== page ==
August 18, 2012

Dishonesty is Distracting (aka Imagine, Part 2)

My last post was an ode to Imagine, by Jonah Lehrer.  I found it to be a stimulating and thought-provoking read (but recently discovered that it had been recalled by the publisher due to the disappointing revelation that the author made up some of the quotes referenced in the book).  I ended my last post with plans to revisit the many passages I had marked during my first read of the book, to reflect on what those words could (still) inspire in my own creative life.

Newsflash: Dishonesty is distracting. I turned to page after page of marked text, rereading the passages and reflecting on the wisdom in the words.  I found that the wisdom did not grab at me as it had the first time I read the words.  Maybe this is because I was no longer lounging on the beaches of Greece, as I had been when I first read the book.  Maybe the ideas simply lost their freshness upon review.  What I can say for certain is that over and over again, I found myself wondering if other quotes were true or fabricated.  I found myself wondering if the research presented was accurate and fairly portrayed.  I found myself wondering if the examples given were full of half truths, or made up altogether.  I did not find myself swirling in the excitement of my own creative energy as I had the first time I read the book.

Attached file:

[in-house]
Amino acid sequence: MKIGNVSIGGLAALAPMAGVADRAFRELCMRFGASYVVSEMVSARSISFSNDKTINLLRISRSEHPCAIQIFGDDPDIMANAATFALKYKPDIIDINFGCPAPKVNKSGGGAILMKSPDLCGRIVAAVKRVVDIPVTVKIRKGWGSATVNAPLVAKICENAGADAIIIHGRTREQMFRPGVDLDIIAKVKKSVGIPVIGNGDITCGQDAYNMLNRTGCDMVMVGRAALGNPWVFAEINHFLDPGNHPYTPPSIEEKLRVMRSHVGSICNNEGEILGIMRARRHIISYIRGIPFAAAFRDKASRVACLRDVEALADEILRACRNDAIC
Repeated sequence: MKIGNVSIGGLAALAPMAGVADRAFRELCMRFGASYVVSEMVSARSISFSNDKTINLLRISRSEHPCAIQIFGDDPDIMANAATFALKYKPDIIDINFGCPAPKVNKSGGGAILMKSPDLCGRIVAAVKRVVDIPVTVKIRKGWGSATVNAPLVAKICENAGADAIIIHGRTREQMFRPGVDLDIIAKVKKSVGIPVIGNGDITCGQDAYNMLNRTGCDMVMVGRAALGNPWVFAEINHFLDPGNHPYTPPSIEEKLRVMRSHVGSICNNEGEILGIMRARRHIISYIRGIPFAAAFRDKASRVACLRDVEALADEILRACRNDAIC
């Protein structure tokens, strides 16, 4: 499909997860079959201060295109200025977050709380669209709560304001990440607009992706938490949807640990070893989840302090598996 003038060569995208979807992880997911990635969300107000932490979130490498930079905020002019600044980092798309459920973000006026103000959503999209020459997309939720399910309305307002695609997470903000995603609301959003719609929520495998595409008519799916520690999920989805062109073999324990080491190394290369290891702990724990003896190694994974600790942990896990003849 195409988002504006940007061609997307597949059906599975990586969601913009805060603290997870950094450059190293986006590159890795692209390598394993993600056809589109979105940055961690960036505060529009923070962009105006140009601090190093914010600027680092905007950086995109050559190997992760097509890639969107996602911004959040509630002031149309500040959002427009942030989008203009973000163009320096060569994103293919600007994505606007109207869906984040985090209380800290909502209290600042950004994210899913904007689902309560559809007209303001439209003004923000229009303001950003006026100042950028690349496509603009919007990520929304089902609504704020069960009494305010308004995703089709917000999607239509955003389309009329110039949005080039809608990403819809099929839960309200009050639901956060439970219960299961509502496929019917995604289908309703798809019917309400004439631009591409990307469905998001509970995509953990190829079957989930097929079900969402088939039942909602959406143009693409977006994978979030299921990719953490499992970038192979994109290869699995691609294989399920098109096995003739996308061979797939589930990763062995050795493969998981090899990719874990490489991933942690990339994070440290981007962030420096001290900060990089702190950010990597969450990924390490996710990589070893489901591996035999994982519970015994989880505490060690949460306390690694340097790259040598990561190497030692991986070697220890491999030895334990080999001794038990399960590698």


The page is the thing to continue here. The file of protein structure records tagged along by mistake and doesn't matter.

As I recognized the significance of my doubts about the validity of the data, I shifted my attention to direct statements by the author.  I figured I could at least trust that he wouldn't make up his own quotes.  Sadly, even his own voice had lost its luster for me.  I wasn't as excited by his research summaries or his observations.  The author had lost my trust, and as a result, his words became less meaningful.

So, what is my (new) takeaway?  How can these revelations connect to my own creative life? I think it comes down to the words truth and honesty.  Trust and authenticity.  When I write my own stories (and teach my own classes), I want to do so in a way that honors the implied contract I have with my readers (and students).  I want my readers to get lost in the magic of the words on the page. I want my students to get lost in the magic of learning. I want my readers and students to know that my facts are accurate and my examples are real. I want my rhyme patterns to be dependable and trustworthy.  I want my characters to ring true and my voice to be authentic.   I want my standards to remain high, no matter what markets I am writing for, no matter what venues I am teaching in.  My readers and my students deserve my best work, always.

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